“2001: a Space Odyssey” Special Effect


I must have first watched 2001 over 30 years ago and it struck me as a masterpiece of story, special effects and musical score. It is not everybody’s cup of tea but an Internet site still puts it in the top 100 films of all time. By today’s standards the computer images supplied by IBM are not so great, but in their day they were striking. The film is arguably Stanley Kubrick at his best.

There are several sections of the film where the actors are seen to defy gravity. I chose to re-create the section where Bowman and Poole walk toward a revolving airlock and enter it while apparently starting to revolve themselves. The PAL DVD time index for this is 1:08 and for Blu-ray or NTSC DVD it is 1:11. Old versions of the film may be different due to edits of the opening score. Interestingly over 40 years later Inception used a similar special effect.


First of all was to work out how it was done. The actors cannot be defying gravity so initially they must be in a stationary tube with the far tube rotating. When they enter the far tube it must become stationary so the closer tube must start rotating in the opposite direction to keep continuity of movement. But we never see this tube moving so the camera must be mounted to the tube. I found an article on the Internet that verified this.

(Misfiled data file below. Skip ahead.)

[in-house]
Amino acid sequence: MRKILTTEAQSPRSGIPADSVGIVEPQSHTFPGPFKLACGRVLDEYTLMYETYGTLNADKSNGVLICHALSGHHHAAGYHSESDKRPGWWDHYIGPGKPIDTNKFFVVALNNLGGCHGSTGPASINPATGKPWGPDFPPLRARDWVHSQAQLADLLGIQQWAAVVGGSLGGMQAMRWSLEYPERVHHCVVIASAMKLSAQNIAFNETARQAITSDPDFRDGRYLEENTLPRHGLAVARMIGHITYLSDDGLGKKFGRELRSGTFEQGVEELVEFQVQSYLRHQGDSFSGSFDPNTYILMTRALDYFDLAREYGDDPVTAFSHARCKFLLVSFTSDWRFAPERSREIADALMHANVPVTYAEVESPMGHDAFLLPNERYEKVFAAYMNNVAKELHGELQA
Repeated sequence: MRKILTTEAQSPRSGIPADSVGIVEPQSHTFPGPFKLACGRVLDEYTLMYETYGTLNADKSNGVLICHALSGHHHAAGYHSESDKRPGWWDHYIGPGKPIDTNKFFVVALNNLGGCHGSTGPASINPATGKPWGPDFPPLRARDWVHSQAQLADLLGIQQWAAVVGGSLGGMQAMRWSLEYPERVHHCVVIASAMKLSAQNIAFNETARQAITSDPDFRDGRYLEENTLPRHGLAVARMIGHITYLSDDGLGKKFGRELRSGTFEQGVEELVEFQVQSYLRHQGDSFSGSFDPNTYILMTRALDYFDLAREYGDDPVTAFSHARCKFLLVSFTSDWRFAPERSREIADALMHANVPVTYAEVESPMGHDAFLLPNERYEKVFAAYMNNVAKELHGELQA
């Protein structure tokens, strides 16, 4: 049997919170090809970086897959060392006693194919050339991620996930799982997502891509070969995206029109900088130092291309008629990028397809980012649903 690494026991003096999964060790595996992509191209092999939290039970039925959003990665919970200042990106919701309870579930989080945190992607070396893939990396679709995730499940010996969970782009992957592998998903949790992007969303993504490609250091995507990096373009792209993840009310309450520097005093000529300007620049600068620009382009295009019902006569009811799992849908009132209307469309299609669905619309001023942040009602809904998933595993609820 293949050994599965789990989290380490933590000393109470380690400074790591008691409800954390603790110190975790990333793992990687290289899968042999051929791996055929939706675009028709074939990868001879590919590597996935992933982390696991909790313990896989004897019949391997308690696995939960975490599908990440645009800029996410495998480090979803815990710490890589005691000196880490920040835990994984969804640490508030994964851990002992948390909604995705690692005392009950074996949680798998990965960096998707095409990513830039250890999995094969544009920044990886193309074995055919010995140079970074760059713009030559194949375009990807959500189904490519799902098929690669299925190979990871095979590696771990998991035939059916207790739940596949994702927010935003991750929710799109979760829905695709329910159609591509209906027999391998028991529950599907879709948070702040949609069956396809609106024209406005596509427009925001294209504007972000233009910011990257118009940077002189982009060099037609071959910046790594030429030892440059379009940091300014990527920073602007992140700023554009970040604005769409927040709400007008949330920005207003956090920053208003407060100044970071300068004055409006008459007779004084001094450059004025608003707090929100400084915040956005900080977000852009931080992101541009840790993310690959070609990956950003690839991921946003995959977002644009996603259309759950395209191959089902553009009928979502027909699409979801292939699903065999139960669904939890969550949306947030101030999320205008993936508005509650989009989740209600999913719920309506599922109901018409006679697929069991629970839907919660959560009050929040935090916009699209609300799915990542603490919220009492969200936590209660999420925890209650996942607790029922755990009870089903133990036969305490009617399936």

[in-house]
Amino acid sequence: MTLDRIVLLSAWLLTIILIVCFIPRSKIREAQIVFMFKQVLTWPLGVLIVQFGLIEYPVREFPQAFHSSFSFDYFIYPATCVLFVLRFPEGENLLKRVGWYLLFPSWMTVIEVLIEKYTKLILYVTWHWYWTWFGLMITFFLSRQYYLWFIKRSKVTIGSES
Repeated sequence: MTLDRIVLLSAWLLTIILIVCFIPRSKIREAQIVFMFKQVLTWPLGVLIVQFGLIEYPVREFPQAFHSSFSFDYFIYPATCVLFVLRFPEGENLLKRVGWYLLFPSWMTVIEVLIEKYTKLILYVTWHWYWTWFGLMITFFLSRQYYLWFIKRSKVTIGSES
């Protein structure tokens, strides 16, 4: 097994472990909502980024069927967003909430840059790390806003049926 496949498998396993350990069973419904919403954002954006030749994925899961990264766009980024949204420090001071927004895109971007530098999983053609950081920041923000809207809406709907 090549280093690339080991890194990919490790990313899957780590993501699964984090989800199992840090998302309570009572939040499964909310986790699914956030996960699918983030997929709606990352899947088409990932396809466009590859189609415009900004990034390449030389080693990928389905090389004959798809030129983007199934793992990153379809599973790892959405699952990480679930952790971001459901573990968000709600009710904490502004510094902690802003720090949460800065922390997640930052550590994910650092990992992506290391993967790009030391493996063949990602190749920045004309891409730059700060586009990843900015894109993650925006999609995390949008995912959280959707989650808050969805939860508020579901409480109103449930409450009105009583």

To keep the relative motion I used just one motor and a differential to each of the rotating cylinders. Differentials distribute an input drive to two outputs allowing varying speeds for each but the sum of the speeds is always the same.


This presented no serious problems but care was needed.

  1. No stray light can enter the mechanism because when the tubes change speed, the light patterns coming in will also change. Therefore all holes must be bolted up. This required almost 800 washers for finish protection using almost my entire supply.
  2. The main figure (for ease of operation I chose only one), needs to be pulled along the tunnel and the only place this can be done is from the centre of the far tube. The man has a threaded boss on him which is loosely attached to an 11 ½” screwed rod. The screwed rod passes through a socket coupling forming the centre of the far tube. The socket coupling is held in place by two rods with four collars on the rods. When the figure gets to the exit hatch the screwed rod is twisted to detach him.
  3. Tube turning is quite simple. The far tube has a stop which stops it from turning when the exit hatch is at the bottom. The other tube is kept motionless by my hand until the far tube is nearing its stop.
  4. The area is a bit dull so a light is mounted near the camera with power through a commutator.


  1. The screwed rod is pushed through the socket coupling and connected to the man who is placed in near the camera.
  2. The near tube is positioned with camera in normal shooting position. The far tube is positioned about a ¼ of a turn after the stop.
  3. With hand on the near tube the motor is started. The man is slowly pulled to the far tube. Once the stop is approached, the hand is taken off the nearer tube and the man is pulled into the far tube. Slowly pull him above the closed exit hatch.
  4. Open the hatch from the outside and twist the screwed rod to release the man while holding his legs. Slowly pull the man out. The man’s legs are slightly extendible so it is not possible to see my fingers gripping the legs.

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